The ulnar collateral ligament (UCL), also called the medial collateral ligament, is located on the inside of the elbow and connects the ulna bone to the humerus bone. It is one of the main stabilizing ligaments in the elbow especially with overhead activities such as throwing and pitching. When this ligament is injured or torn, it can end a professional athlete’s career unless surgery is performed.
Ulnar Nerve Decompression
Ulnar nerve entrapment is a condition characterized by compression of the ulnar nerve by adjoining tissues most often at or near the elbow, specifically on the inner side of the elbow. Ulnar nerve entrapment can also occur less commonly near or at the wrist. As the ulnar nerve travels through the whole length of the arm, there are various places along the nerve that can become irritated or compressed.
Distal Humerus Fractures of the Elbow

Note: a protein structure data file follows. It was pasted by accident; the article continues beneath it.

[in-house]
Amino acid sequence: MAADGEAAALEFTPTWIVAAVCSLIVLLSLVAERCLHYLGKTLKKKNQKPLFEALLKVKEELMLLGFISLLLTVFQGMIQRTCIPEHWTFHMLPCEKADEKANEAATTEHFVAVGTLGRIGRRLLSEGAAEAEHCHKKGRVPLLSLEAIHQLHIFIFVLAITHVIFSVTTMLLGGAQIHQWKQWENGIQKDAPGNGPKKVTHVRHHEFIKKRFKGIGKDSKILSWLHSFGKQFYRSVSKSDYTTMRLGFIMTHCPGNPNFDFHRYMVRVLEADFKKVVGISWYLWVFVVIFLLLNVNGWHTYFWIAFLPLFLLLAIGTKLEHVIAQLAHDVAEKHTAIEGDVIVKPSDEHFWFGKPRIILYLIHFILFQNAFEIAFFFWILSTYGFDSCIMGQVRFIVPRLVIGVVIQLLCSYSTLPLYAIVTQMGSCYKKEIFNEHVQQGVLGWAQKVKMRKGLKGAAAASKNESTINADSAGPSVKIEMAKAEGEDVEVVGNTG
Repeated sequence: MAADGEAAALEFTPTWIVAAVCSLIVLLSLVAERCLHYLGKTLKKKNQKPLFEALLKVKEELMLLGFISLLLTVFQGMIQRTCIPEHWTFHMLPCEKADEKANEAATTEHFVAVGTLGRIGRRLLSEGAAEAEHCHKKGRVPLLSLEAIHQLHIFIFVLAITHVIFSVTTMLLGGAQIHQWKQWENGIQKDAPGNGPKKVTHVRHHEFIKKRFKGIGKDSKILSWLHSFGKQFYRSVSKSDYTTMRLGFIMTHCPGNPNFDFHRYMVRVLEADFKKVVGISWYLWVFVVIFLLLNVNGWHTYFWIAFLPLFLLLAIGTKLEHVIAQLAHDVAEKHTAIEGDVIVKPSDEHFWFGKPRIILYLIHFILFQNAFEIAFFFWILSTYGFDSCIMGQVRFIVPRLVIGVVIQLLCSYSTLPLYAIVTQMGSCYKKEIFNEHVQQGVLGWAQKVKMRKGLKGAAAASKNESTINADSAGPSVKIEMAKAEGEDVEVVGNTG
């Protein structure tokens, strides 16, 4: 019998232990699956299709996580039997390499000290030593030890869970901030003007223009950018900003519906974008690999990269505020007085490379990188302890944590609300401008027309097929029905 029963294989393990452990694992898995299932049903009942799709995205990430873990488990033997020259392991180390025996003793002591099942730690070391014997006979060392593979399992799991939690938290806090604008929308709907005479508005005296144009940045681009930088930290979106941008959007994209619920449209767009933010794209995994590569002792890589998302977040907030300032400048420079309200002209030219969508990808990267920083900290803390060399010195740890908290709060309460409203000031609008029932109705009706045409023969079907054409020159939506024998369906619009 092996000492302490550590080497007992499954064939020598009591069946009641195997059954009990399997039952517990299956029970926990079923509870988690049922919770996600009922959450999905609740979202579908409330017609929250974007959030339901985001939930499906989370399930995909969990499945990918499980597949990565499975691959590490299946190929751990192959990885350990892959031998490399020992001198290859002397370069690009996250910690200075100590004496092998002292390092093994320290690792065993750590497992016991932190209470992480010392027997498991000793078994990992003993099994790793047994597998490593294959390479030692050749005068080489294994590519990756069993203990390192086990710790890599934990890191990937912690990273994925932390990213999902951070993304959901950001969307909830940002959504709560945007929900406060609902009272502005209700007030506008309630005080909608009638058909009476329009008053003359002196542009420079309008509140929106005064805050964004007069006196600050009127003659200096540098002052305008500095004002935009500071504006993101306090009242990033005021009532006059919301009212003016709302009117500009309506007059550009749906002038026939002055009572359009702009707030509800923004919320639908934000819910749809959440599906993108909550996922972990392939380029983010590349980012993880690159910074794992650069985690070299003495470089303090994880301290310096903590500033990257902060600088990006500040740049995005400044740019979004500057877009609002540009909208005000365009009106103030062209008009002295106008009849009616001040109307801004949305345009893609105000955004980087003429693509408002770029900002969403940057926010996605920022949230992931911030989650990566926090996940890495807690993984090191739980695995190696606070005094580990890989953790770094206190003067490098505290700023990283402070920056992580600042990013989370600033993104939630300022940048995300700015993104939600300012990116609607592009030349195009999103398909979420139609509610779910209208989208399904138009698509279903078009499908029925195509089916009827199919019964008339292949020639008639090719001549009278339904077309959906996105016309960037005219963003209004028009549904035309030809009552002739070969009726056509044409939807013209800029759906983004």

The elbow is a region between the upper arm and forearm. The elbow joint is made up of 3 bones. The distal (lower) end of the humerus bone in the upper arm joins with the radius and ulna bones in the forearm to form the elbow joint. The elbow joint is very important for the movement of your arms and for coordination of daily activities.
Elbow fractures may occur from trauma, resulting from various reasons: a fall on an outstretched arm, a direct blow to the elbow or an abnormal twist to the joint beyond its functional limit.